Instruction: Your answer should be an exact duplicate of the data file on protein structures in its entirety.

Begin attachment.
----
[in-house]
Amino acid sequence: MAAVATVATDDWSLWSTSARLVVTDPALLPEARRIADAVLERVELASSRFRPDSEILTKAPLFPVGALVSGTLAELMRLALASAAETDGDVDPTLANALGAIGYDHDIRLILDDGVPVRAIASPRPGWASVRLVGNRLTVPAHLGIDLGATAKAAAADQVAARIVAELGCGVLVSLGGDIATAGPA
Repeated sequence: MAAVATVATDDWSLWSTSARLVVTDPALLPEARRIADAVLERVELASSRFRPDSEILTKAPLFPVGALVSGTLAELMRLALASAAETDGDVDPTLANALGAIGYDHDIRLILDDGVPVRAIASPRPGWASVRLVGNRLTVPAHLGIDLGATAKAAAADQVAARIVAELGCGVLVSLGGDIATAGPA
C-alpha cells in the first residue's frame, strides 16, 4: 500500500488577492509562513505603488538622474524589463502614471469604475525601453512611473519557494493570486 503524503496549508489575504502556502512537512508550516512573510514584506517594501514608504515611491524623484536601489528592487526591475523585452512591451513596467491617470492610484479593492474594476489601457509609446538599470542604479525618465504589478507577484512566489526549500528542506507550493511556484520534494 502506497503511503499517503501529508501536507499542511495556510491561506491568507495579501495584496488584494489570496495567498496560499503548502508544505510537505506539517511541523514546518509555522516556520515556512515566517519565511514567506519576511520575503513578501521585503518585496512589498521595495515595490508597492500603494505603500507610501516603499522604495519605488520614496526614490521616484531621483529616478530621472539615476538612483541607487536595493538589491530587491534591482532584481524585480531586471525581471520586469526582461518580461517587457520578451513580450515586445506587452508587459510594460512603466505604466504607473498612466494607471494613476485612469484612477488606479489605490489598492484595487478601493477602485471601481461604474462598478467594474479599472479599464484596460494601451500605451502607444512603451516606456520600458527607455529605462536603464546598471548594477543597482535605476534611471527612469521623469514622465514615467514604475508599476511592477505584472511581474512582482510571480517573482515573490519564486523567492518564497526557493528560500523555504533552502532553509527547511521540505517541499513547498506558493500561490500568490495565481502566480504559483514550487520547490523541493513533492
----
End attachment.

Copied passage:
[in-house]
Amino acid sequence: MAAVATVATDDWSLWSTSARLVVTDPALLPEARRIADAVLERVELASSRFRPDSEILTKAPLFPVGALVSGTLAELMRLALASAAETDGDVDPTLANALGAIGYDHDIRLILDDGVPVRAIASPRPGWASVRLVGNRLTVPAHLGIDLGATAKAAAADQVAARIVAELGCGVLVSLGGDIATAGPA
Repeated sequence: MAAVATVATDDWSLWSTSARLVVTDPALLPEARRIADAVLERVELASSRFRPDSEILTKAPLFPVGALVSGTLAELMRLALASAAETDGDVDPTLANALGAIGYDHDIRLILDDGVPVRAIASPRPGWASVRLVGNRLTVPAHLGIDLGATAKAAAADQVAARIVAELGCGVLVSLGGDIATAGPA
C-alpha cells in the first residue's frame, strides 16, 4: 500500500488577492509562513505603488538622474524589463502614471469604475525601453512611473519557494493570486 503524503496549508489575504502556502512537512508550516512573510514584506517594501514608504515611491524623484536601489528592487526591475523585452512591451513596467491617470492610484479593492474594476489601457509609446538599470542604479525618465504589478507577484512566489526549500528542506507550493511556484520534494 502506497503511503499517503501529508501536507499542511495556510491561506491568507495579501495584496488584494489570496495567498496560499503548502508544505510537505506539517511541523514546518509555522516556520515556512515566517519565511514567506519576511520575503513578501521585503518585496512589498521595495515595490508597492500603494505603500507610501516603499522604495519605488520614496526614490521616484531621483529616478530621472539615476538612483541607487536595493538589491530587491534591482532584481524585480531586471525581471520586469526582461518580461517587457520578451513580450515586445506587452508587459510594460512603466505604466504607473498612466494607471494613476485612469484612477488606479489605490489598492484595487478601493477602485471601481461604474462598478467594474479599472479599464484596460494601451500605451502607444512603451516606456520600458527607455529605462536603464546598471548594477543597482535605476534611471527612469521623469514622465514615467514604475508599476511592477505584472511581474512582482510571480517573482515573490519564486523567492518564497526557493528560500523555504533552502532553509527547511521540505517541499513547498506558493500561490500568490495565481502566480504559483514550487520547490523541493513533492